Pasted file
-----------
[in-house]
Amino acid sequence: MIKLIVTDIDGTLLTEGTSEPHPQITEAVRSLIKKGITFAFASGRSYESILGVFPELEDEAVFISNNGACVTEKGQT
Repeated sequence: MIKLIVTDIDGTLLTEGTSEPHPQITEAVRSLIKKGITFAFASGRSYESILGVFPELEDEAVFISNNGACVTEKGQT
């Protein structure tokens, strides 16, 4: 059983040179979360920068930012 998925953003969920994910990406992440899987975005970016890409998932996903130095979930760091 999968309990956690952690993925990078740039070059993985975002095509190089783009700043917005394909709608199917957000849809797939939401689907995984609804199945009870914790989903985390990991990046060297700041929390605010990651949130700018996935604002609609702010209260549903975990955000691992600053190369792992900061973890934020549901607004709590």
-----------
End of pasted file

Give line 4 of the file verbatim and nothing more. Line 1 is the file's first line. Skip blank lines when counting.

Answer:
């Protein structure tokens, strides 16, 4: 059983040179979360920068930012 998925953003969920994910990406992440899987975005970016890409998932996903130095979930760091 999968309990956690952690993925990078740039070059993985975002095509190089783009700043917005394909709608199917957000849809797939939401689907995984609804199945009870914790989903985390990991990046060297700041929390605010990651949130700018996935604002609609702010209260549903975990955000691992600053190369792992900061973890934020549901607004709590």